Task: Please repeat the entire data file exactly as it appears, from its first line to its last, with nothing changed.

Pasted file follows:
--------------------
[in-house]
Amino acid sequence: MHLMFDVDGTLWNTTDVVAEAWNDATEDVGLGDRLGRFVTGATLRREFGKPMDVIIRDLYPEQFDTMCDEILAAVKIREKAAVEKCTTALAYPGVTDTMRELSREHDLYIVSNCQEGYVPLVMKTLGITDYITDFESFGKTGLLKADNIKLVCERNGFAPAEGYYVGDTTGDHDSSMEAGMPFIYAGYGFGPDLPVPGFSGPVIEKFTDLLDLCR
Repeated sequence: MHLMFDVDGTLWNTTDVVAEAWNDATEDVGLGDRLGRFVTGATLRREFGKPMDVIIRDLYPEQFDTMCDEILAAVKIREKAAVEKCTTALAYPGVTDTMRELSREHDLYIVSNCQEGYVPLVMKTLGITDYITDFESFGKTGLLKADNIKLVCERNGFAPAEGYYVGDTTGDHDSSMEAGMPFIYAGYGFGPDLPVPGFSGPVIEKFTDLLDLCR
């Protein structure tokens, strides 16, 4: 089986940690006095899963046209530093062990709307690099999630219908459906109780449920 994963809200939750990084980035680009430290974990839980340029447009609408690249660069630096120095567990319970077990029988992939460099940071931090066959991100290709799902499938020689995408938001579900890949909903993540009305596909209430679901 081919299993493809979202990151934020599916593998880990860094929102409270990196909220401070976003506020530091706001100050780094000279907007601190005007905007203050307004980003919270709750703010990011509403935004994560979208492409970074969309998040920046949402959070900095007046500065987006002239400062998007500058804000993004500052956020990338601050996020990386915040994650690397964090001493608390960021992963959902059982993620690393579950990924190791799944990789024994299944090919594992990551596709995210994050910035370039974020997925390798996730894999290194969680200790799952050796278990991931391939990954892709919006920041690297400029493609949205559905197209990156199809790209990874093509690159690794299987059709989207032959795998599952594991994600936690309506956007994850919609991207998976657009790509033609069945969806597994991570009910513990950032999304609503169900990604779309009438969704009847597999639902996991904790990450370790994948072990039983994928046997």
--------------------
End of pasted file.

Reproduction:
[in-house]
Amino acid sequence: MHLMFDVDGTLWNTTDVVAEAWNDATEDVGLGDRLGRFVTGATLRREFGKPMDVIIRDLYPEQFDTMCDEILAAVKIREKAAVEKCTTALAYPGVTDTMRELSREHDLYIVSNCQEGYVPLVMKTLGITDYITDFESFGKTGLLKADNIKLVCERNGFAPAEGYYVGDTTGDHDSSMEAGMPFIYAGYGFGPDLPVPGFSGPVIEKFTDLLDLCR
Repeated sequence: MHLMFDVDGTLWNTTDVVAEAWNDATEDVGLGDRLGRFVTGATLRREFGKPMDVIIRDLYPEQFDTMCDEILAAVKIREKAAVEKCTTALAYPGVTDTMRELSREHDLYIVSNCQEGYVPLVMKTLGITDYITDFESFGKTGLLKADNIKLVCERNGFAPAEGYYVGDTTGDHDSSMEAGMPFIYAGYGFGPDLPVPGFSGPVIEKFTDLLDLCR
């Protein structure tokens, strides 16, 4: 089986940690006095899963046209530093062990709307690099999630219908459906109780449920 994963809200939750990084980035680009430290974990839980340029447009609408690249660069630096120095567990319970077990029988992939460099940071931090066959991100290709799902499938020689995408938001579900890949909903993540009305596909209430679901 081919299993493809979202990151934020599916593998880990860094929102409270990196909220401070976003506020530091706001100050780094000279907007601190005007905007203050307004980003919270709750703010990011509403935004994560979208492409970074969309998040920046949402959070900095007046500065987006002239400062998007500058804000993004500052956020990338601050996020990386915040994650690397964090001493608390960021992963959902059982993620690393579950990924190791799944990789024994299944090919594992990551596709995210994050910035370039974020997925390798996730894999290194969680200790799952050796278990991931391939990954892709919006920041690297400029493609949205559905197209990156199809790209990874093509690159690794299987059709989207032959795998599952594991994600936690309506956007994850919609991207998976657009790509033609069945969806597994991570009910513990950032999304609503169900990604779309009438969704009847597999639902996991904790990450370790994948072990039983994928046997």